Is Your Office Making Your Business Less Productive?


All successful businesses know that having highly motivated staff that work productively is critical, this helps to make a business more profitable and an employer of choice. The managers and departments hierarchy will use a vast array of tools, processes and motivational techniques to get the most out of their employees however, little attention is paid to the surroundings and atmosphere of the building in which they work. When the staff costs amount to one third of the total costs of running the business it’s an area that must be looked at carefully. There are two main office types, open-plan and the traditional layout. In addition, more people are also working from home. But is your office making your business less productive?

The open-plan office

The open-plan office has for some years now been lorded as the modern, more productive and user-friendly choice of office layout. The theory is that the easy accessibility to your colleagues for detailed conversations and managers being able to directly see what his/ her staff are doing all help create the right environment for a productive team.

In practice though the open area creates a lot of noise, from talking and office equipment such as printers that run constantly. If high-end computers are in use, then there is a constant fan noise as they struggle to keep them cool. Noise levels increase as the number of people in the area try to talk over each other. Noise will affect people’s level of concentration and in worst cases cause some frustration. Also as the number of people and office equipment increases the area gets warmer and the air conditioning must work harder and thus gets noisier. In these large areas air heating/ cooling is the preferred method but this doesn’t allow the occupants to control the temperature to their individual needs. Feeling hot or cold creates some discomfort to occupants and can therefore inhibit good productivity.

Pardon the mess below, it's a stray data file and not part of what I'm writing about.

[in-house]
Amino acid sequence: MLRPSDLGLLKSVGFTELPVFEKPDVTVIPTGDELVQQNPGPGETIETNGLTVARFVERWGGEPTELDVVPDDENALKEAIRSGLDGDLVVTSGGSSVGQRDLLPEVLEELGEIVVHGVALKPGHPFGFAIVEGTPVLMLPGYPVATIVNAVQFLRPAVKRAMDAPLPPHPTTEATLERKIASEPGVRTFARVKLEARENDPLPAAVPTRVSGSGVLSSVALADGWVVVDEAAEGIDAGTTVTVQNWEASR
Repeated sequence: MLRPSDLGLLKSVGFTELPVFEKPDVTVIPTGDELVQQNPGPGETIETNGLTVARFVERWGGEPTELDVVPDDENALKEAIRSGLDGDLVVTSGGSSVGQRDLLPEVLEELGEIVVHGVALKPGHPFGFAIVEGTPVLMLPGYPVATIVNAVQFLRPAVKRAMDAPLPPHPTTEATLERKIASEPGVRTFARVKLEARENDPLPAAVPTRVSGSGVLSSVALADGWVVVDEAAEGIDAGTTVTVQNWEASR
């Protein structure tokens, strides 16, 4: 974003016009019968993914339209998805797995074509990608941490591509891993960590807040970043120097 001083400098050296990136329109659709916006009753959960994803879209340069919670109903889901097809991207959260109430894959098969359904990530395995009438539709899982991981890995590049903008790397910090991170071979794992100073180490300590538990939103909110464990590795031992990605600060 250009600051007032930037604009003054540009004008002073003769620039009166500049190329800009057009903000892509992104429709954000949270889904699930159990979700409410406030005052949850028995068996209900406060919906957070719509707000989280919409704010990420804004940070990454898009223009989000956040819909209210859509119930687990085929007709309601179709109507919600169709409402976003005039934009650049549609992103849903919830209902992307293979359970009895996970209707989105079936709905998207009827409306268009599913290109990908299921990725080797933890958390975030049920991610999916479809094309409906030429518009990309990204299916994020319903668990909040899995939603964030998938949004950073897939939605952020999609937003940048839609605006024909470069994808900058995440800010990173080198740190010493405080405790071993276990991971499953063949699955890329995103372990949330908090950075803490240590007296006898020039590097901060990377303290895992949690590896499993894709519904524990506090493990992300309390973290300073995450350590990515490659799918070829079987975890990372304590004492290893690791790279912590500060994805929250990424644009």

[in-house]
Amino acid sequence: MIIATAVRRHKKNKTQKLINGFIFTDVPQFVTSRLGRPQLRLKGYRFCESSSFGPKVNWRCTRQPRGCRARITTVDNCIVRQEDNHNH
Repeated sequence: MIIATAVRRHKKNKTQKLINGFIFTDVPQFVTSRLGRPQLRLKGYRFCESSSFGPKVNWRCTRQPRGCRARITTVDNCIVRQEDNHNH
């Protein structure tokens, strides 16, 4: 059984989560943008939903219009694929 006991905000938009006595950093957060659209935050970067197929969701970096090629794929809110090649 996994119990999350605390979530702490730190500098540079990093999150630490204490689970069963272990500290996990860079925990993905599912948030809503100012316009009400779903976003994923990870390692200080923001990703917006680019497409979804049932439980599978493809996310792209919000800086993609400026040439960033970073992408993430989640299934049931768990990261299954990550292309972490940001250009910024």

Ventilation too must work harder under warmer conditions. In addition, if the ventilation isn’t designed properly there is more chance that viruses and germs will spread quickly around the staff, leading to a loss of working days. Even if the ventilation is designed correctly occupants sometimes wedge open doors and windows to disrupt the intended fresh air route. Poor ventilation can make the building feel stuffy and make occupants feel tired.

Lighting can also be an issue where high ceilings are preferred as the light level at desktop level is not high enough and generally there will be very little natural light in the middle of the large open area. Even with modern LED lights there is little scope for an individual to choose his/ her preferred level of lighting.

The open-plan office, in general, doesn’t give natural light to the inner areas, doesn’t allow local control of lighting or heating/ cooling and can make staff feel tired. All factors that can reduce productivity.

The traditional office

The traditional office layout is one where staff are compartmentalised into grades and functions working together in small teams of up to about 10 people. Managers generally have their own office and each office is located off central corridors. This layout has recently been thought to create ‘stove-piping’ and tends to give little integration between departments.